KCT Thought of the Week, October 21, 2016

“The more often we see the things around us - even the beautiful and wonderful things - the more they become invisible to us. That is why we often take for granted the beauty of this world: the flowers, the trees, the birds, the clouds - even those we love. Because we see things so often, we see them less and less.” ~ Joseph B. Wirthin

Appreciating the Beauty of Fall in Cape Porpoise: Photo by Robert Dennis

KCT Thought of the Week, October 7, 2016

“Those fleeting but sacred moments immersed in nature help us see our small lives in much larger context. They remind us—in poet Mary Oliver’s words—of our ‘place in the family of things.’ All of our work to protect significant lands and care for them is part of a continuum of giving and receiving that extends across generations and among species. We do this work because we recognize the need to sustain this reciprocity, to keep that greater whole thriving.” ~ Tim Glidden, President of Maine Coast Heritage Trust

A View from the Learning Trail at the Emmons Preserve: Photo by Lisa Linehan

KCT Thought of the Week, September 30, 2016

To laugh often and love much:

to win the respect of intelligent persons and the affection of children:

to earn the approbation of honest citizens and endure the betrayal of false friends:

to leave the world a bit better, whether by a healthy child, a garden patch or a redeemed social condition:

to have played and laughed with enthusiasm and sung with exultation:

to know one life has breathed easier because you have lived. . .

this is to have succeeded.

Ralph Waldo Emerson

Beauty at the End of the Day: Photo by Robert Dennis

KCT Thought of the Week, July 29, 2016

"It was as though grace and peace were bestowed on them out of the sanctity of marriage itself, which simply furnished them to one another, free and sufficient as rain to leaf.  It was as if they were not making marriage but being made by it, and, while it held them, time and their lives flowed over them, like swift water over stones, rubbing them together, grinding off their edges, making them fit together, fit to be together, in the only way that fragments can be rejoined."  Wendell Berry in "Remembering: A Novel (Port William)"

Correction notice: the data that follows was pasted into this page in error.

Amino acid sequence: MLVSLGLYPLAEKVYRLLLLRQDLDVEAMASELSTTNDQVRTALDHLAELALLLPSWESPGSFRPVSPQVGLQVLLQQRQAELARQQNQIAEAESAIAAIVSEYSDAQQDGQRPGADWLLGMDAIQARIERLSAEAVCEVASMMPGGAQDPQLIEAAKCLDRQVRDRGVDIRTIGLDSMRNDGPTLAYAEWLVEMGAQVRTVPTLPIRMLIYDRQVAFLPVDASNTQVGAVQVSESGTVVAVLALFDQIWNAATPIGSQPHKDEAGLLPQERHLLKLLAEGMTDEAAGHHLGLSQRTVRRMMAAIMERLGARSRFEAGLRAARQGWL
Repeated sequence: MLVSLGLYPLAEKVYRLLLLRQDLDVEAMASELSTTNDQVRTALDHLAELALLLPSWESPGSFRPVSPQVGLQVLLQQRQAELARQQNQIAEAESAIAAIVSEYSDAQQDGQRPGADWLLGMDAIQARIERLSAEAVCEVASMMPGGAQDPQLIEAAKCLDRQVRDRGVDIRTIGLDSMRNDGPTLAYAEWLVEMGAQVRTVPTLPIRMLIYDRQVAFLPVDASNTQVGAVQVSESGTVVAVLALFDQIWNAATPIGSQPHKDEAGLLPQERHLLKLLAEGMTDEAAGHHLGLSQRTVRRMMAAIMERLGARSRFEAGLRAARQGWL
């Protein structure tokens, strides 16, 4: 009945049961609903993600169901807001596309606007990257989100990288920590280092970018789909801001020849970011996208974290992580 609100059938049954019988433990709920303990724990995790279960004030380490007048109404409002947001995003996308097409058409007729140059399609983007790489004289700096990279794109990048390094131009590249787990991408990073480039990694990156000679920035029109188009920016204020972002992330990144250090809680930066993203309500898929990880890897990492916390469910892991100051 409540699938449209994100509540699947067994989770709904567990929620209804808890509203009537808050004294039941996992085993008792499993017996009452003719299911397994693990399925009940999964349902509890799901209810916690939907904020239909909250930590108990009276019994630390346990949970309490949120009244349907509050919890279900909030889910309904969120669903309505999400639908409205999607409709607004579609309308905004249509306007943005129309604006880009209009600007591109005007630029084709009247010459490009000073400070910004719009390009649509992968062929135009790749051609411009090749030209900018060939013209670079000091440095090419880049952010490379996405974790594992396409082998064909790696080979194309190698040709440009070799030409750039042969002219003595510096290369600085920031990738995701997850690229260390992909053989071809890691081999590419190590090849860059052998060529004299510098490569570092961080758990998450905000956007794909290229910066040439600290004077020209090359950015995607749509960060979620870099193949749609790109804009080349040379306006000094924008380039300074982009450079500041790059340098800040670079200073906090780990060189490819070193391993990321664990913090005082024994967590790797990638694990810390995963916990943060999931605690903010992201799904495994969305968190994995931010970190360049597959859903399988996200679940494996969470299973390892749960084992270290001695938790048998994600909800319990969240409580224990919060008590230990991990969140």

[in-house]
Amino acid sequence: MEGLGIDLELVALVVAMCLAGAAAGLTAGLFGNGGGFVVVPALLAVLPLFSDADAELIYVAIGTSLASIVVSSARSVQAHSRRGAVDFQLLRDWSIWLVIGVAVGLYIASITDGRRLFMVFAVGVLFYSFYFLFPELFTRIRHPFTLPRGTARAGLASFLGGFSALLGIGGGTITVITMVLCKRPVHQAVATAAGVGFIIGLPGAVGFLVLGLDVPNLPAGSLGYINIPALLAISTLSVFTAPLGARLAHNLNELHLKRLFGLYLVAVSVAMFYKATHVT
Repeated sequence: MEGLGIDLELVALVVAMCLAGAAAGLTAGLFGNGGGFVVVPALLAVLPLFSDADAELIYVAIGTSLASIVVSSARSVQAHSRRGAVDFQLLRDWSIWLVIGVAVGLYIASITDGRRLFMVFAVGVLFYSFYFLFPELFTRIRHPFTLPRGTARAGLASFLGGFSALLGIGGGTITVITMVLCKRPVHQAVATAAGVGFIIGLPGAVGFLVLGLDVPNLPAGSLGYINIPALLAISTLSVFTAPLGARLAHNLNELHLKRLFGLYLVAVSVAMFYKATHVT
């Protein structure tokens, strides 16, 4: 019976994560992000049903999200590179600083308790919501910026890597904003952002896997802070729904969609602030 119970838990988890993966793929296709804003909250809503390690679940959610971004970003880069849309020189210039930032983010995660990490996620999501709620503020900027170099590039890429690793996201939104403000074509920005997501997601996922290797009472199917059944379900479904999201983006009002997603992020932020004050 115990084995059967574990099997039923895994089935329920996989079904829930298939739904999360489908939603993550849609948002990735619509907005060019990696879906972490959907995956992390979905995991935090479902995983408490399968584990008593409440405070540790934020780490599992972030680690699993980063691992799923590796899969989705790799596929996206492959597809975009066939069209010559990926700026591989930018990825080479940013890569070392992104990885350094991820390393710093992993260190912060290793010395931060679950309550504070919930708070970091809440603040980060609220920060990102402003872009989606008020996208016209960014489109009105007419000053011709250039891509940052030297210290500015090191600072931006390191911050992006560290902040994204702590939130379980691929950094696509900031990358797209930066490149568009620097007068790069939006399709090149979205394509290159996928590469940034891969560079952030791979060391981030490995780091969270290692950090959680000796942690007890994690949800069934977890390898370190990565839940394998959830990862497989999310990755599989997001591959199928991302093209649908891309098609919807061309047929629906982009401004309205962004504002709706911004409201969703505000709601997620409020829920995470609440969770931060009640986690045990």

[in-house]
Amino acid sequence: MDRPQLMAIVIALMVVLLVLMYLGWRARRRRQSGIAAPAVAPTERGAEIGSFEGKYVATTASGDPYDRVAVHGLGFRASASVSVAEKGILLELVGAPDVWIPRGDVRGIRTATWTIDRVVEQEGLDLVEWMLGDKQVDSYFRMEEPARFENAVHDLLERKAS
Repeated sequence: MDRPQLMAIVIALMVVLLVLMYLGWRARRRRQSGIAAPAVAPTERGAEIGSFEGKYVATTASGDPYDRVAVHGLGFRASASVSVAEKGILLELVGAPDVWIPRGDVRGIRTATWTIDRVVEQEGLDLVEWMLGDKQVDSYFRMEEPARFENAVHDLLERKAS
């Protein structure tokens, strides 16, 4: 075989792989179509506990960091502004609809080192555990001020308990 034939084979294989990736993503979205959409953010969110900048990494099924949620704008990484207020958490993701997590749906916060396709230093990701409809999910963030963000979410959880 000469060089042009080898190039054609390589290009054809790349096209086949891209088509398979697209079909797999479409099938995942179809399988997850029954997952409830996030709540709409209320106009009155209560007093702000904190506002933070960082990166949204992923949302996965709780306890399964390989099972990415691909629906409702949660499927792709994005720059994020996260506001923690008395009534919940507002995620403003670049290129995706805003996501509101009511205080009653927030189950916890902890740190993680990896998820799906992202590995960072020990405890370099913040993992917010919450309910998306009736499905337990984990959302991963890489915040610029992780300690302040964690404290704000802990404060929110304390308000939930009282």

The Wedding of Erik & Nicole Benham at the Emmons Preserve Receives a Blessing:  Photo by Christina Smith

KCT Thought of the Week, July 22, 2016

"With your child, look at objects you take for granted as commonplace or uninteresting.  A sprinkling of sand grains may appear as gleaming jewels of rose or crystal hue, or as glittering jet beads, or as a mélange of Lilliputian rocks, spines of sea urchins, and bits of snail shells." ~ Rachel Carson"The Sense of Wonder"  "A Place Called Maine"

Searching for Treasures in Stage Harbor:  Photo by Tom Bradbury



KCT Thought of the Week, July 8, 2016

"Everyone must leave something behind when he dies, my grandfather said. A child or a book or a painting or a house or a wall built or a pair of shoes made. Or a garden planted. Something your hand touched some way so your soul has somewhere to go when you die, and when people look at that tree or that flower you planted, you're there. It doesn't matter what you do, he said, so long as you change something from the way it was before you touched it into something that's like you after you take your hands away. The difference between the man who just cuts lawns and a real gardener is in the touching, he said." ~ Ray Bradbury in "Fahrenheit 451: A Novel"

Summer’s Beauty in Kennebunkport: Photo by Robert Dennis

KCT Thought of the Week, July 1, 2016

"Stand firm, ye boys from Maine, for not once in a century are men permitted to bear such responsibility for freedom and justice, for God and humanity as are now placed upon you." Private Theodore Gerrish, 1882, Thomas A. Desjardin in "Stand Firm Ye Boys from Maine: The 20th Maine and the Gettysburg Campaign"
Battle of Gettysburg, July 1 – 3, 1863

Celebrating the 4th of July: Photo by Robert Dennis